6 May 2011

Labour falls one seat short of majority in Wales

Labour emerges victorious in the Welsh Assembly elections but fails to take overall control despite winning half the seats.

First Minister and Welsh Labour leader Carwyn Jones is hoping for a majority but it remains short of that number, with seats still to declare in north Wales, where counting began at 9am

Labour has fallen agonisingly short of securing an overall majority in the Welsh Assembly elections.

The party increased its Assembly Members (AMs) by four, while coalition partners Plaid Cymru lost four seats.

Carwyn Jones’s party won 30 of the Senedd’s 60 seats, leaving it just one short of the magic number of 31 which would have allowed it to scrap its partnership with the nationalists.

The Conservatives suffered mixed fortunes, increasing their number of Assembly Members by two but losing leader Nick Bourne after he was defeated in Mid and West Wales.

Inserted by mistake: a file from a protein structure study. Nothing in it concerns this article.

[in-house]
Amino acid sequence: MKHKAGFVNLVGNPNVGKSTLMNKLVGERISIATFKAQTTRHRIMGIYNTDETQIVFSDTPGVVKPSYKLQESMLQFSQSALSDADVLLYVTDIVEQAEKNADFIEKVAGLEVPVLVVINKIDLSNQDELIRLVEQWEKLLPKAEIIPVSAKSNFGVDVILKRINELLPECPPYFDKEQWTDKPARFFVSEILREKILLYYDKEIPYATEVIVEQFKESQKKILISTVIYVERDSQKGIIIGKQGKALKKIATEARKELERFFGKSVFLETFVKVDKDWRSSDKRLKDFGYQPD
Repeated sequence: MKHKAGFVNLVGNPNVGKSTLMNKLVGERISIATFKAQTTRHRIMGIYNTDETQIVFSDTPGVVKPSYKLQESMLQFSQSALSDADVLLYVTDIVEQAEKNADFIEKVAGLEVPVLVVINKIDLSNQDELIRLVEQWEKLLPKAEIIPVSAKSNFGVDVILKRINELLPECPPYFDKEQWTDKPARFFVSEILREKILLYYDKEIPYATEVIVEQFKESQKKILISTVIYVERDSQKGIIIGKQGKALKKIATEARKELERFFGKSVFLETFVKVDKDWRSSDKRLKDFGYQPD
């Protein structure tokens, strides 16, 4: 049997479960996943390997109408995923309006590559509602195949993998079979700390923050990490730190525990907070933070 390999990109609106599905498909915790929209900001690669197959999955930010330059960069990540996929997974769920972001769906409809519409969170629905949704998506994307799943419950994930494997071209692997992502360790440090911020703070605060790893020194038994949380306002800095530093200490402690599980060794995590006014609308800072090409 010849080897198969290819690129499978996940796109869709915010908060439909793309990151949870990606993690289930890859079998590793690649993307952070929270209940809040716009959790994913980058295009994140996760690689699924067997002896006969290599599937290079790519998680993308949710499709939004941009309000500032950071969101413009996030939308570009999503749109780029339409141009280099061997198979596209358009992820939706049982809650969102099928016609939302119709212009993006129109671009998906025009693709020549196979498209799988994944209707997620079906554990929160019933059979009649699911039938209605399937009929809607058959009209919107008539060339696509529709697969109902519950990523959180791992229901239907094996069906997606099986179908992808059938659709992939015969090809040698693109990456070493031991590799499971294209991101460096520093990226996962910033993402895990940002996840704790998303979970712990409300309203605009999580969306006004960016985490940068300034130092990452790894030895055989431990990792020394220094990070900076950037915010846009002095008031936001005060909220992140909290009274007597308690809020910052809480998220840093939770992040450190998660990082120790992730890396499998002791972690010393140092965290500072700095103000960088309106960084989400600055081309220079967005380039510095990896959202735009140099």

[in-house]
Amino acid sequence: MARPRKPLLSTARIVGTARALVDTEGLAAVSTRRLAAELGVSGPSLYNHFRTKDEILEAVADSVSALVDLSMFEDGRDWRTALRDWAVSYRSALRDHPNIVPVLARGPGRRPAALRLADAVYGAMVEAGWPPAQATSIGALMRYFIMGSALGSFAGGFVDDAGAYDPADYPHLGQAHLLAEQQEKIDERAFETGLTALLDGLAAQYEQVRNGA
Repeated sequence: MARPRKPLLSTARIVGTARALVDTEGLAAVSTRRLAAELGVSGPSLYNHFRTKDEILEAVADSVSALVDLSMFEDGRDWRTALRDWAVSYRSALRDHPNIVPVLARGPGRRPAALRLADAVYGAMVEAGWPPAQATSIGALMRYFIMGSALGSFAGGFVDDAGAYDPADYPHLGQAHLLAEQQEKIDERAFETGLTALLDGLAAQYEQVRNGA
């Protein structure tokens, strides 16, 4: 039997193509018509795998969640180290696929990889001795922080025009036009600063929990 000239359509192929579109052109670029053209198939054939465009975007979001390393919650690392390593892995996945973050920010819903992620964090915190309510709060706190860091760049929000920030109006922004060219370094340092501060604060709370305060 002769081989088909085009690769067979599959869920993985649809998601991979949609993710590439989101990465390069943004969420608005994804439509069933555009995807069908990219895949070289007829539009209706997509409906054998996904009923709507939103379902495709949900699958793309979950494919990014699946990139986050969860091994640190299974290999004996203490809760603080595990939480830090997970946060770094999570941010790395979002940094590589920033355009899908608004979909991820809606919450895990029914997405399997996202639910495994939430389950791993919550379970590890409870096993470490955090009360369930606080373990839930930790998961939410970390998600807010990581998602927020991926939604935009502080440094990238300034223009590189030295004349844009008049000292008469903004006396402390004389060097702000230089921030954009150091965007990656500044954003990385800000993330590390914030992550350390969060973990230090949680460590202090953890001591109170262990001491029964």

Welsh Liberal Democrats bucked the national trend by holding on to their total of five seats.

Leader Kirsty Williams, who held on to Brecon and Radnorshire, said: “There’s been a big challenge for us with our colleagues in Westminster in power for the first time.

“We’re constantly being asked about the effects of the coalition impacting on our politics here.”

Read more: Lib Dems crushed in polls

As well as losing Mr Bourne as their leader, the Conservatives were defeated in Cardiff North by Labour’s Julie Morgan – the wife of former first minister Rhodri Morgan.

Plaid also suffered a major blow – seeing deputy leader Helen Mary Jones defeated in Llanelli.

Mr Jones, who retained his seat in Bridgend, said: “30 seats is a good result – we’ve made gains across Wales. To get up to 30 seats with the electoral system we have is quite an achievement.

“The task now is to make sure we are in a position to form a Labour-led government, because that’s what the people of Wales have shown they want.

“Over the next few days all the parties will be considering their positions.”

Read more: SNP makes big gains in Scotland